Without specifically criticizing President Obama in his speech in Jerusalem, Mitt Romney delivered a blow to the Obama campaign's frantic efforts to defend the president's hostile stance toward the Jewish state simply by saying: "It is a deeply moving experience to be in Jerusalem, the capital of Israel." The Obama administration can't even say that much, a sign of how reflectively protective of the Palestinians' sensibilities is this president. Of course, Jerusalem is the capital. It was declared so in 1948. The Knesset is there. The disposition of its borders is a matter for final status negotiation, but only an uninformed or virulently insensitive administration would be unable to distinguish the two.
In a bit of cleverness, the Romney team sent out the text of the speech with this header: "Mitt Romney today delivered remarks to the Jerusalem Foundation in Jerusalem, Israel." That is a deliberate dig at this administration. which has repeatedly put out documents suggesting that Jerusalem isn't in Israel and has attempted to scrub from the White House Web site the reference to Israel's capital.
Romney's speech paid tribute to America's historic relationship with Israel: "Different as our paths have been, we see the same qualities in one another. Israel and America are in many respects reflections of one another." It was a forceful and thoughtful address signaling how his own attitude with Israel differs from Obama. No wonder Democrats are frantic.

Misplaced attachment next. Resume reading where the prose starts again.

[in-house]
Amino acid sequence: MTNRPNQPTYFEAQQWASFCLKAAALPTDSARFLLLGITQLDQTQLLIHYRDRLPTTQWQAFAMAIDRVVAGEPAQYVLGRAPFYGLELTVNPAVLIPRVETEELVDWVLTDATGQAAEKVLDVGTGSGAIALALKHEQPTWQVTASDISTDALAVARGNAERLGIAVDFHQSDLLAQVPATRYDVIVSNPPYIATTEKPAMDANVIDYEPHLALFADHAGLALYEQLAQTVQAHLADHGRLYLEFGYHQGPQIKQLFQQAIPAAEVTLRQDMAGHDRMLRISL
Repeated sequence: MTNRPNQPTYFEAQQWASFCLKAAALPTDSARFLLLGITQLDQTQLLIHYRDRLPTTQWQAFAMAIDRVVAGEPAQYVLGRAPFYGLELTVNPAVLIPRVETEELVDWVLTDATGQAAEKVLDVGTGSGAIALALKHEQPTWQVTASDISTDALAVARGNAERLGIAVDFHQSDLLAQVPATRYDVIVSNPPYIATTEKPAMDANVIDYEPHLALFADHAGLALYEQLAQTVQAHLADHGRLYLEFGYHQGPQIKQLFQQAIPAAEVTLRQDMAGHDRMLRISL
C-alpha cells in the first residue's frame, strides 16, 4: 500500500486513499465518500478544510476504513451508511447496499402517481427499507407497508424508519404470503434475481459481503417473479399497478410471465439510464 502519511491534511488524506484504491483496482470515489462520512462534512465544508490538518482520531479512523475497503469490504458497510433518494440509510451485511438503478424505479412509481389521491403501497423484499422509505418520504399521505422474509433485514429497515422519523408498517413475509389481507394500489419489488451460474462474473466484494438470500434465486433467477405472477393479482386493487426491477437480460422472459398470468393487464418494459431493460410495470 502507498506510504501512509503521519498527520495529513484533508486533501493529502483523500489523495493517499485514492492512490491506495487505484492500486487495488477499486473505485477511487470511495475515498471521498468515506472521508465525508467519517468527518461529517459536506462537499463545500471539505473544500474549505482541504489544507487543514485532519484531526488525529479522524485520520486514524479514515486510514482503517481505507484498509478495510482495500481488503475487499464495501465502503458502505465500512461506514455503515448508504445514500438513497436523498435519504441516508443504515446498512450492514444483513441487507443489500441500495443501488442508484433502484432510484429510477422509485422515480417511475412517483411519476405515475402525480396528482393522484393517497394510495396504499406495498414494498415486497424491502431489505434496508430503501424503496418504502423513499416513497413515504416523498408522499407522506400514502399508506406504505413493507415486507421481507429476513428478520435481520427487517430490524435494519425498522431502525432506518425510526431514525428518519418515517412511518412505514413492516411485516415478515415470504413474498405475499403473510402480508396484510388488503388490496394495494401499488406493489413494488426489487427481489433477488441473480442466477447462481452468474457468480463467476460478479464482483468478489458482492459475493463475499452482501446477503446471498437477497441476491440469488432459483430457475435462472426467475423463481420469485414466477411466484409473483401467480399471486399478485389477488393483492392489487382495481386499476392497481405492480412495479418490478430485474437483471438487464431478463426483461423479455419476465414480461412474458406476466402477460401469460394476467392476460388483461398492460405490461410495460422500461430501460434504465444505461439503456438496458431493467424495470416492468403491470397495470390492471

Obama's ablest surrogate to the Jewish community, Dennis Ross, is conspicuously sitting out the election. (He couldn't even bring himself to say in the present tense that he supports Obama's Israel policy.) Those who vouched for Obama in 2008 are now desperate to concoct criticisms of Romney, even for the symbolism of visiting the Kotel (the wall of the Second Temple) on the day mourning its destruction, Tisha A'Bav.
Pro-Israel Democrats should be honest enough to acknowledge, as Aaron David Miller does, that Obama "is not in love with the idea of Israel." He can't even get along with its elected government. Romney, by contrast, is plainly an Israel-phile and already enjoys a close relationship with the prime minister. On this, Romney left little to the imagination.
Jennifer Rubin writes the Right Turn blog for The Washington Post.